Wednesday, January 18, 2012

Today's Headlines

  • IMF Seeks $500B Boost to Lending Resources. The International Monetary Fund is proposing to raise its lending capacity by as much as $500 billion to insulate the global economy against any worsening of Europe’s debt crisis. The Washington-based lender is aiming to increase its resources after identifying a potential need for $1 trillion in financing in coming years, an IMF spokesman said in a statement. The IMF is studying options and will not comment further until it has consulted its members, the fund said. To incorporate a cash buffer, the lender is seeking a total $600 billion. IMF Managing Director Christine Lagarde said yesterday her staff is looking at ways to expand the fund’s war-chest, which currently has about $385 billion available. While euro-region nations have already pledged to contribute 150 billion euros ($192 billion), the U.S. has said it has no plans to make new bilateral loans and leaders of Group of 20 nations ended last year at odds over the issue.
  • Fitch May Cut Six EU Countries on Review by 1 or 2 Levels. Fitch Ratings may cut six euro-area countries currently on review by one or two levels by the end of this month, Managing Director Edward Parker said. “We would expect the review will lead to downgrades of one to two notches for all the countries under review,” Parker said today in Milan. Fitch placed Spain, Italy, Ireland, Cyprus, Belgium and Slovenia on review in December for possible downgrades, citing Europe’s failure to find a “comprehensive solution” to the region’s debt crisis. Fitch also lowered the outlook on France’s AAA rating at the same time, though executives this month said France’s rating would not likely be cut this year. Italy is “absolutely critical to the euro zone future as a whole,” Parker said today. “The new government has to deliver on fiscal reforms and go ahead with reforms to increase growth. We’re quite encouraged by the steps that Monti’s government has made.” “We do expect Greece to default as it has an unsustainable debt, the question is how,” Parker said. “The private sector involvement voluntary scheme would be a default as well. The key issue is to avoid the disorderly default.”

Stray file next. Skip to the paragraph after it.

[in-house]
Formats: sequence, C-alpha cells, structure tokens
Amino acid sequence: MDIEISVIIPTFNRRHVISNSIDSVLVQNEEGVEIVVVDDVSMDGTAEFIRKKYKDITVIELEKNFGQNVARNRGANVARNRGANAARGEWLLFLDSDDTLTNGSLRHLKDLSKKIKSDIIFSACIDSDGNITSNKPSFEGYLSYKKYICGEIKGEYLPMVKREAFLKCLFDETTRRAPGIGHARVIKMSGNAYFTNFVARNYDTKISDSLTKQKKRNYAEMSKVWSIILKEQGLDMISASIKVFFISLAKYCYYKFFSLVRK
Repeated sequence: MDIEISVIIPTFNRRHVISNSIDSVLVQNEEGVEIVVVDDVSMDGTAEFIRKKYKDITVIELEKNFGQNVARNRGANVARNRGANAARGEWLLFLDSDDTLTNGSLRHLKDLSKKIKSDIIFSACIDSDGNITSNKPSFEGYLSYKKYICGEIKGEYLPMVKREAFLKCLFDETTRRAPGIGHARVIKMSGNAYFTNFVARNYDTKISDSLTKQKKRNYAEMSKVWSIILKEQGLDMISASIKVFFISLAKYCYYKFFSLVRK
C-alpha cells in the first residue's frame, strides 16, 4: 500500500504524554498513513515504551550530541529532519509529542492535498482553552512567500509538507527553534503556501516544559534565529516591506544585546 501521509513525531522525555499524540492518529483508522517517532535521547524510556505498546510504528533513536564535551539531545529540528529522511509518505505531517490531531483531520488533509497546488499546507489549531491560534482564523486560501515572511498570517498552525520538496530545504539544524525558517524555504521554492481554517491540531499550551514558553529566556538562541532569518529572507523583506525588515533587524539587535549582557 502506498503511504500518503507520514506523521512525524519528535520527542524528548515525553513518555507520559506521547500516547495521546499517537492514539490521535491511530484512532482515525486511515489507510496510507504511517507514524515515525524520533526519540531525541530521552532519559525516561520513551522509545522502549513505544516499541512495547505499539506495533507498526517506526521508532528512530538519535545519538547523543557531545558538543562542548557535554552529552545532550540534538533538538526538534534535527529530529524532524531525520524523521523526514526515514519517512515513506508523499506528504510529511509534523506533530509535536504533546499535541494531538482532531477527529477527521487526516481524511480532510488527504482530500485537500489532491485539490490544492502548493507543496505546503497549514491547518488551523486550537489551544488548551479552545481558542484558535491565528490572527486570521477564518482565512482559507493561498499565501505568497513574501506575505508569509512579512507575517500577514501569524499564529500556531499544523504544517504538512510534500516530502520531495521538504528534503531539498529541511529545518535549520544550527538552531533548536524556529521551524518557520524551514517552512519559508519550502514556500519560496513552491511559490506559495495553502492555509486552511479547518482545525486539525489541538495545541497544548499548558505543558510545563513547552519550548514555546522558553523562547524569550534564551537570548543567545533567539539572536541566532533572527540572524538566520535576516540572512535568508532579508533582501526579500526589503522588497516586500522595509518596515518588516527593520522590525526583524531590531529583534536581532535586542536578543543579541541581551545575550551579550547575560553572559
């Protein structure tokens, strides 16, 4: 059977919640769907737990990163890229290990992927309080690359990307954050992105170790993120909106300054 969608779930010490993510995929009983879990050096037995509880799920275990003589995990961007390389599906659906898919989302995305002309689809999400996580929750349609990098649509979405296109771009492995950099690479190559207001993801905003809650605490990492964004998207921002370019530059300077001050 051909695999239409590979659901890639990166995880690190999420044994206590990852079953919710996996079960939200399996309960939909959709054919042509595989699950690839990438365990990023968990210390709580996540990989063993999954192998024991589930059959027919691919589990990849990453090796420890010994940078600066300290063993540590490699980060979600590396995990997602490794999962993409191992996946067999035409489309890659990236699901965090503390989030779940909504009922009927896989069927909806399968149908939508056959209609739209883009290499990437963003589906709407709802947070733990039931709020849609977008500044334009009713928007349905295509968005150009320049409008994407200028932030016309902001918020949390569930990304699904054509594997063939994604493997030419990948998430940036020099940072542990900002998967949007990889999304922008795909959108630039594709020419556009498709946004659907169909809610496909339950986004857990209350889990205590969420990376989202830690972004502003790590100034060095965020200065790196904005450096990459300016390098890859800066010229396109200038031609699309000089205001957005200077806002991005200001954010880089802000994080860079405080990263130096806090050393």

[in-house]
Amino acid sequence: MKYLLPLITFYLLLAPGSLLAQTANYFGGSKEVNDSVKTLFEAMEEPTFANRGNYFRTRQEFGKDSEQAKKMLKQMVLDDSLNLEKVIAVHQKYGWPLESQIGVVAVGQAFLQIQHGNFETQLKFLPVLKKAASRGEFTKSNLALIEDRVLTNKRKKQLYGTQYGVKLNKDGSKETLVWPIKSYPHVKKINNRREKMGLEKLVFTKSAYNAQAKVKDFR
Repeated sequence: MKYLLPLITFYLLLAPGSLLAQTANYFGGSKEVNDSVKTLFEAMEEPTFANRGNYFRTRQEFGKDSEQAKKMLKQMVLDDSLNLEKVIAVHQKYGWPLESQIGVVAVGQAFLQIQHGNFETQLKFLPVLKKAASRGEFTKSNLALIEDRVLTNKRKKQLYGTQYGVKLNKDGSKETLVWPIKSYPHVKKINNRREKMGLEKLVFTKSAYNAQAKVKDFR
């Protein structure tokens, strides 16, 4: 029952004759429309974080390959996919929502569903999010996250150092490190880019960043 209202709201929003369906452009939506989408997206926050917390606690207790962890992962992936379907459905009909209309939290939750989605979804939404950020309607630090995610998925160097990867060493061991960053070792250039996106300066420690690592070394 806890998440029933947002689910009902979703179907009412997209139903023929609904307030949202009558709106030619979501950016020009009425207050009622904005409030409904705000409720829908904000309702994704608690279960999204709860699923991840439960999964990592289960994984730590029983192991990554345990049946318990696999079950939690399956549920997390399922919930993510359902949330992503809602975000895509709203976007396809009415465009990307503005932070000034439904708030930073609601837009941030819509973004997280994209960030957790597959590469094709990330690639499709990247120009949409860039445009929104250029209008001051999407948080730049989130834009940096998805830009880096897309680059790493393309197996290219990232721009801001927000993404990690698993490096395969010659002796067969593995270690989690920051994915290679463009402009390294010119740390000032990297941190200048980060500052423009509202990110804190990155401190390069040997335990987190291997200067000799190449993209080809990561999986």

• Greek Debt Talks Resume With Agreement Seen by End of This Week. Greece and its private creditors are beginning a final push to renegotiate debt as a member of the investor group said they are likely to get cash and securities with a market value of about 32 cents per euro of government bonds. “I’m highly confident the deal will get done,” Bruce Richards, chief executive officer of New York-based Marathon Asset Management LP, said in a telephone interview yesterday with Bloomberg Businessweek. The government may forge a deal by the end of this week after talks resumed in Athens today, a finance ministry official told reporters in the Greek capital. He declined to be identified.
  • World Bank Sees East Europe Crunch Risk, Burns Tells Wiener. Western European banks’ deleveraging may make credit in eastern Europe scarcer, the World Bank’s Andrew Burns was quoted as saying in Austrian newspaper Wiener Zeitung. “Europe’s banking sector needs to reduce risks, raise capital and increasingly set aside risk provisions,” Burns, who heads the World Bank’s global macroeconomics team, told the Vienna-based newspaper. “All of this could impact the credit provision to the private sector.” “The problem is especially virulent in eastern Europe and central Asia because those countries strongly depend on loans from developed countries,” Burns added.